very definite conclusions from very uncertain premises, and to found general descriptions on single observations. Because occasionally skulls of oval form, and bronze swords with small handles have been found in graves, it is said that the people who lived during the bronze age belonged to the races with oval skulls, had small hands, and were therefore of small stature. Such general statements are, of course, soon seen to be arbitrary, as on further search round skulls and swords with large handles are found.
There is another error into which people are apt to fall in this matter. The descriptions given by travellers of so-called savage races are often without further ado transferred to the so-called prehistoric races. No doubt
in the lower stages of civilisation the ancient races resembled the present uncivilised races in many ways; they made implements of stone, horn, wood, they lived by hunting and fishing, etc. So that an examination of the conditions of the present savage races may be of great use in giving us some idea of some aspects of the life of the ancient inhabitants of Central Europe ; we can, for instance, gather what was the use of certain implements, how they were made and handled, and so on. But, apart from such points, it is arbitrary simply to transfer all the conditions which are now found amongst savage races to the so-called prehistoric peoples. And yet in descriptions of what is called primæval history, we often find statements as to the religious beliefs, the morals, and social arrangements of men in the stone and bronze ages, which are based simply on travellers' accounts of the Fiji islanders, Hottentots, etc. For these things cannot be ascertained from stone implements and the bones of animals. It is still worse, as I have already said, to arrange the present savage races in a series, beginning with the most barbarous and ending with the most cultivated, and then to transfer this series to primæval times, so that the most barbarous are given as the type of the oldest races, that is, the men of the so-called palæolithic or tertiary age, the rather more cultivated as the type of the men of the neolithic or mammoth age, etc. There is no need to prove that such a proceeding cannot be called scientific. And it is plain from such descriptions as these, that primæval history is still a very young science. As inquiry proceeds, these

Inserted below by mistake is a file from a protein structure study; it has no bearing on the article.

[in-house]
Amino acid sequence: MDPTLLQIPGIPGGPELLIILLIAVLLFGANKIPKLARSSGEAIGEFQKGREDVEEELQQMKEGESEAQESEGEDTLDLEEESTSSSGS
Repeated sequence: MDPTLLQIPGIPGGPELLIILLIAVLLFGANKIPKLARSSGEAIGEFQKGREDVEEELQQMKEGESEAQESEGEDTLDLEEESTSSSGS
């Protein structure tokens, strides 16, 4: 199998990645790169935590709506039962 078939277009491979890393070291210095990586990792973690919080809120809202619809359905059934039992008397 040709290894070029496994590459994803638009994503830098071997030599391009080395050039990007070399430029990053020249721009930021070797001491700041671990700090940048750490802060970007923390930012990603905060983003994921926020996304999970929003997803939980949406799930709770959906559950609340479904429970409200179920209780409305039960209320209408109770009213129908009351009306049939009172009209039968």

1 Cf. Archiv für Anthr. viii. 271. 2 See above, p. 176.
early theories will be cast off, criticism will be more freely used, and greater soberness and reticence will prevail.
A passage in a paper in the Archiv für Anthropologie, from which I have on different occasions quoted with approval, will show us how ingenuously people still write about primæval history. The author says quite naturally, “ In deciding what is the relative age of deposits and their contents, we are sometimes guided by the doctrine of the progressive development of organisms. In consequence of this the Neanderthal skull is supposed to be older than the Engis skull. And this is confirmed by the fact that the latter in its general shape much resembles several skulls found in old German or Celtic burying-places, but that up to this time no human skull has been found which can be compared to the Neanderthal skull. At any rate it shows a much lower organization than do the human remains found in the quaternary strata. Considering these facts, may we not hazard the hypothesis that in the Neanderthal skull we have the type of the man of the tertiary period ?” A single incompletely preserved skull, whose age cannot be accurately ascertained, and which is probably a diseased formation, is to represent the earliest form of skull, simply because it bears out the theory that man has developed from a pithecoid form.
One more example. It is well known that some of the most barbarous races are cannibals. Now, as according to the theory I have mentioned the first men must have resembled the most barbarous savages, it would not be surprising, says, for instance, Le Hon," 1 Archiv für Anthr. v. 118. ? See above, p. 149. 3 L'homme fossils, p. 48.